Cofrin: And then when you went on to high school they were...

Parrish: They remained as friends through high school and as long as they lived.

Cofrin: And then you went to the University of Florida in what year?

Parrish: 1933. Graduated in 1937 with the highest grades in the business administration
college.

Cofrin: Very good. And you were also a member of Blue Key.

Parrish: A member of Blue Key and was active in many campus affairs. President of my
social fraternity for two terms.

Cofrin: And were there a lot of dances in Gainesville in those days?

Parrish: Yes. But I wasn't a great dancer. I married a great dancer.

Cofrin: I know about that. OK. And then after you graduated from the University?

Parrish: I went to work for my father. Started in insurance, and shortly thereafter we found
that he had boom time property and no money so I suggested to him that he might
build a house on one of these lots and put it up for sale and help sell his land. So the
first house we built was at the entrance to Golf View. We had a showing and sold
three houses from it. For the next few years I was very much involved in house
building. As a matter of fact, I spent 50 years in custom home building.

Cofrin: When your dad was originally in insurance, what made him go into real estate?

Parrish: Well, he always liked real estate. He liked development. As a matter of fact, he said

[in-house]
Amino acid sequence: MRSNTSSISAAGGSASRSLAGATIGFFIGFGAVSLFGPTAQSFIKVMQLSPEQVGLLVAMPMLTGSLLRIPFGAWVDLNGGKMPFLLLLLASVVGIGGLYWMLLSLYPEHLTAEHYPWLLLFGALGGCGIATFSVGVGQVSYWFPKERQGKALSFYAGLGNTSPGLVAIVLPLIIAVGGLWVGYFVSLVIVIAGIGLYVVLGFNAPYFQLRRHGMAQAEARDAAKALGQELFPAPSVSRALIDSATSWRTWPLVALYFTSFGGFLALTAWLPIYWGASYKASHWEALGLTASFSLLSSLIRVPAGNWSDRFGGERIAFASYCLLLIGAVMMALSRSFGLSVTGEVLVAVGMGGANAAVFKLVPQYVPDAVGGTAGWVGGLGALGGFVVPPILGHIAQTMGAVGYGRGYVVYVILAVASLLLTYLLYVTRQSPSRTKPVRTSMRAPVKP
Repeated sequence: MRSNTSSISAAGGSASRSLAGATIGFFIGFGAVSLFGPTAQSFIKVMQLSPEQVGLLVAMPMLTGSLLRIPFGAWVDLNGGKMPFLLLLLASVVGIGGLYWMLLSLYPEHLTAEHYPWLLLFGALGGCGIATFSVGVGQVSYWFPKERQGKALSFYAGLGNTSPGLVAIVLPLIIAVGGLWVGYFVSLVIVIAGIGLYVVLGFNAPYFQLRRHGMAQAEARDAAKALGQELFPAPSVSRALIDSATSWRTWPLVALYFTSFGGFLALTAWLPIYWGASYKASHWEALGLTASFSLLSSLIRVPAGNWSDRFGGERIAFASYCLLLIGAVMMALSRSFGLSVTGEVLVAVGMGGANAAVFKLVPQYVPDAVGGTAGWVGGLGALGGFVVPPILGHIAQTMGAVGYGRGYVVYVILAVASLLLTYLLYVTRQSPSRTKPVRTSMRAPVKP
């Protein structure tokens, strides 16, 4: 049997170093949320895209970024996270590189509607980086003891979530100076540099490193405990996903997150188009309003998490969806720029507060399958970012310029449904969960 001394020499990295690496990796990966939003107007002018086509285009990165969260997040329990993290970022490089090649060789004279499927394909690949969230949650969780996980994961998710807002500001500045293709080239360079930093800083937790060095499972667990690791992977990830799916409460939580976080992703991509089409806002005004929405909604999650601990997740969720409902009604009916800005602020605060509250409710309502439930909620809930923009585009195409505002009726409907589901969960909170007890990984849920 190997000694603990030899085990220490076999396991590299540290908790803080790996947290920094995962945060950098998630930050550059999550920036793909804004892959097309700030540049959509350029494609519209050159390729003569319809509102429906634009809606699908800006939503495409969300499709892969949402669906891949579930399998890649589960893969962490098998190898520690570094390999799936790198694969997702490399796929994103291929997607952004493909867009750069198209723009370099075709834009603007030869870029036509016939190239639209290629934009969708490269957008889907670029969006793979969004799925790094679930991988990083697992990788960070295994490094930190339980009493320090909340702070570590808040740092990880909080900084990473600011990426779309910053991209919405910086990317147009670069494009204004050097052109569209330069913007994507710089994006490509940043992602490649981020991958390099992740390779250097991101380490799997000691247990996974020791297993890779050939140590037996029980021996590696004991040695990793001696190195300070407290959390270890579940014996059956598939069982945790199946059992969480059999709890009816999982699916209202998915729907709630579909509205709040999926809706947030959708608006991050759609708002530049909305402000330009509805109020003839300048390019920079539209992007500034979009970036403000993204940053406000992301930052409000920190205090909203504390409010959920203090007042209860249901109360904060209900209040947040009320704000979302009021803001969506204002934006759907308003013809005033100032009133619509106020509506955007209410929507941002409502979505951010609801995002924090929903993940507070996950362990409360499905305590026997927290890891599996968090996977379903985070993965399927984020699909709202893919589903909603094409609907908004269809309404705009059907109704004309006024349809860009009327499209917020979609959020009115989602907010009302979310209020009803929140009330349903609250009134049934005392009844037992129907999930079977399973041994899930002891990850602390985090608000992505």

that from the time he moved here from the late 1920's nearly every subdivision in
town he either put up himself or developed for someone else.

Cofrin: Name some of those subdivisions for me.

Parrish: Well, Golf View, Highland, Highland Heights, Suncrest, McView Estates, lots of
subdivisions here in town.


Interview with M.M. Parrish












Cofrin: And Gainesville was not a very big city in those days.

Parrish: That's right.

Cofrin: So then, World War II came along and that changed your life I expect.

Parrish: Yes, I had a friend that suggested that naval intelligence was looking for people who
had fine scholastic background and application was made in December of 1941 and
about two weeks later went into service.

Cofrin: You were in right at the very beginning then, right after Pearl Harbor. So tell me
about your career in the service.

Parrish: Well, the first part of it was spent in Marine warfare. We were stationed primarily in